Teigen takes the title on the Mississippi – B.A.S.S
Aug 5th, 2019 by Keith Worrall
Modified Aug 5th, 2019 at 9:39 AM
by David A. Brown
LA CROSSE, Wis. — The Mississippi River delivered two surprises to Devin Teigen, who won the Basspro.com Bassmaster Central Open with a three-day total weight of 43 pounds, 3 ounces. The most significant delivery was the opportunity for the Nelson, Wis., angler to hold a first-place trophy in the first B.A.S.S. event he ever fished.
“It feels like a dream; can somebody pinch me?” Teigen said. “I never saw this coming.”
En route to claiming the win, Teigen had to reckon with changing river conditions that required a new game plan. After several weeks of high water, the Mississippi lost about 3 1/2 feet since the weekend prior to the tournament. This repositioned fish and shook up several of the patterns that had been working in the higher conditions.
“A week and a half ago, I felt pretty good with smallmouth stuff — until I saw the forecast for the river dropping,” he said. “The first day, I was going to run it and see what happened and I literally caught five smallmouth before 7:30. Luckily, four were good ones.”
Day 2, the river proved less generous and, with no fish in his livewell at 11 o’clock, Teigen shifted gears to a largemouth pattern — throwing frogs into shallow vegetation. Quickly securing three keepers in Pool 7, he returned to Pool 8 and finished his limit.
“I ran that pattern today and caught 15 keepers,” Teigen said. “They were all good quality fish. I only weighed one fish because the first four that I flipped into the boat, I thought they were all over 3 pounds.”
Teigen caught his winning fish on a Spro Bronzeye frog. He threw frogs with white, yellow and darker bellies, with the lighter baits producing most of his bites. Teigen fished a 7-6 heavy rod with braided line.
Teigen placed ninth on Day 1 with 13-15 and held that same spot a day later by adding 12-7. Adding 16-13 — the tournament’s heaviest bag — on Day 3 sealed the deal. Admittedly, a big loss earlier in the day had Teigen concerned he may have seen his opportunity wither.
“I started the day with three frog rods on my deck and after two hours, I had one left,” he said. “I messed up the reel on one and with the second one, I threw into a little pocket in the duck weed, the fish boiled on it one time and I could see it was a good one, so I threw back in there.
“He smoked the frog and when I gave it to him, my rod blew up in three places. It broke right at the reel seat, so I had no way to fight the fish. I tried pulling it in with my hand and it came off.”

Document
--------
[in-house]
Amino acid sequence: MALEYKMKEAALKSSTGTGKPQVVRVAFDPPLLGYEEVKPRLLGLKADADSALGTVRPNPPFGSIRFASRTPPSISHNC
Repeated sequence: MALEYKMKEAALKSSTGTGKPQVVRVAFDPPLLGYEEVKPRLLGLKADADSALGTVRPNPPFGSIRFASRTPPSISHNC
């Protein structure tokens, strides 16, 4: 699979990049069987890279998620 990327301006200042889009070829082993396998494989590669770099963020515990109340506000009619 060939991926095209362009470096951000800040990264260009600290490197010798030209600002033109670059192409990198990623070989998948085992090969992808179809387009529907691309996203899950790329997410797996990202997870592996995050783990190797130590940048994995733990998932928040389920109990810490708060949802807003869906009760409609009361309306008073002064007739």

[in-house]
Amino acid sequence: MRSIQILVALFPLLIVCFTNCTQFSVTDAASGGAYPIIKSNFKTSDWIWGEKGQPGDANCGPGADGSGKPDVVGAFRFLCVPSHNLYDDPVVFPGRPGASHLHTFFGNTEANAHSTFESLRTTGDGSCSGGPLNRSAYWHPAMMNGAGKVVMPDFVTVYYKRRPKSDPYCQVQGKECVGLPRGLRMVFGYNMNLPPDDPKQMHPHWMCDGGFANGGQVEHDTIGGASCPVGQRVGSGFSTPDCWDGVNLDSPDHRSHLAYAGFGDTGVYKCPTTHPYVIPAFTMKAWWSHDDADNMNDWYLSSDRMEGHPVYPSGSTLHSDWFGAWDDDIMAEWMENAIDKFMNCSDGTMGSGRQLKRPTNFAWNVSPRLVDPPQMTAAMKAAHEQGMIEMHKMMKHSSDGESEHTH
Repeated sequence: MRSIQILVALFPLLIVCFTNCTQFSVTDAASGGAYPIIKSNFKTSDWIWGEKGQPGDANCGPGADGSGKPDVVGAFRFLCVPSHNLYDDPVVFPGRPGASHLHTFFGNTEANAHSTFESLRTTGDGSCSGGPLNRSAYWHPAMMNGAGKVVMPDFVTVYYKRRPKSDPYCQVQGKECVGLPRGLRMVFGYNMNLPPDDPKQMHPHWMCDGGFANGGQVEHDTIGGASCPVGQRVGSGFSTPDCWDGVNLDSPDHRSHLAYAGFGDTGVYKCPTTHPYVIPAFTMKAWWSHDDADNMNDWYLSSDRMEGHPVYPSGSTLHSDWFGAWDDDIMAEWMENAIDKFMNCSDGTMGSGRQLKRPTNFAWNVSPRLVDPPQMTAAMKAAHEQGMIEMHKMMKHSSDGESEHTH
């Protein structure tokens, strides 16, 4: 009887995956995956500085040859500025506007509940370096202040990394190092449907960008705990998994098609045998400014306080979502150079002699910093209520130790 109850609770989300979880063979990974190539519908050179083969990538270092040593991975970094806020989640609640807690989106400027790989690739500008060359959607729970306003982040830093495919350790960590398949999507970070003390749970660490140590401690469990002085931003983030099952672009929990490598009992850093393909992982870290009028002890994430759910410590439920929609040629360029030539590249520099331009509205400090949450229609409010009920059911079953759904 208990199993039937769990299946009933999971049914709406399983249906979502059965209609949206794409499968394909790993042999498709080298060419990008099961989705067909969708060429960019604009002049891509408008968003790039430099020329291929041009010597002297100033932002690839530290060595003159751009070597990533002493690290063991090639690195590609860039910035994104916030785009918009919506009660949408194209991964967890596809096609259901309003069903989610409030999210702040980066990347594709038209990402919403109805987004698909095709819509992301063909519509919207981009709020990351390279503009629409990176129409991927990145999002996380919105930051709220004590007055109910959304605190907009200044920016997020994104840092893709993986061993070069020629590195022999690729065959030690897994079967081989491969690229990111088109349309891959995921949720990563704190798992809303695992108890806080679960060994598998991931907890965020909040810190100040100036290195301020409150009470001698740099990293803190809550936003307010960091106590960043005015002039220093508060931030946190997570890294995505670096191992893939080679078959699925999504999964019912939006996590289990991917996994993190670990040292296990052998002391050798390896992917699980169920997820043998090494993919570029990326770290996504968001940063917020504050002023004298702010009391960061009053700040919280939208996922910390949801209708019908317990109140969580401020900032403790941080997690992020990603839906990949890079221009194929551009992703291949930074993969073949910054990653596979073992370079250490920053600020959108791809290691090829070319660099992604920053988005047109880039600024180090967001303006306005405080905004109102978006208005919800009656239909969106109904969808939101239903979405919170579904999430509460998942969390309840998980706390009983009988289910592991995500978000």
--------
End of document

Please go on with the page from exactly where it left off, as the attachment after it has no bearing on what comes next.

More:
Fortunately, Teigen amassed enough weight to secure the victory and a $39,600 prize by an 11-ounce margin.
Mike Brueggen of La Crosse, Wis., finished second with 42-8. He placed 15th on Day 1 with a limit of 13-9 and rose to fourth the next day by adding 14-15. Capping his performance with 14 pounds pushed him up two more spots.
Brueggen caught his bass on a 1/4-ounce white swim jig with a boot-tail trailer and a variety of topwater frogs. The week’s changing conditions pulled the fish out of more accessible areas, but Brueggen said he still had to mind his stealth.
“I had to stay away, cast far and get them to react to the moving bait,” he said. “I spooled the reel every time. Speed was key, but it’s hard not to tight-line them when they bite, so it was kind of a fine line.”
After leading for two days, Wes Logan of Springville, Ala., finished third with 42-4. After catching his fish on a 5/8-ounce Dirty Jigs Scott Canterbury Flipping Jig, Logan switched to a frog today when he realized his big-fish bait was unproductive.
“When I got bit today, it was a 2-pounder instead of a 3- or 4-pounder like the last two days,” he said. “I knew I probably couldn’t win the tournament on a frog, but I had to make sure I didn’t fall on my face. I thought I could catch some 2-pounders and I finally caught five.”
Kenta Kimura of Osaka, Japan, won the Phoenix Boats Big Bass honors with a 5-8.
Fernando, Lobato of Sparta, Wis., won the co-angler division with 20-8. His daily weights of 7-1, 6-11 and 6-12 earned him a $19,800 first prize.
“I think the key was that I practiced for this tournament by watching were I saw the pros practicing,” Lobato said. “I would go fish right behind them and try to figure out how to get bites behind them.
“I found a couple of baits that would get those extra bites. I fished a Zoom Speed Craw on the back of a 1/4-ounce swim jig and on a Carolina rig. I think that smaller profile was key.”
Thaddaeus Vettrus of Chippewa Falls, Wis., won the Phoenix Boats Big Bass lead among co-anglers with a 4-4.
The event was hosted by Explorelacrosse.com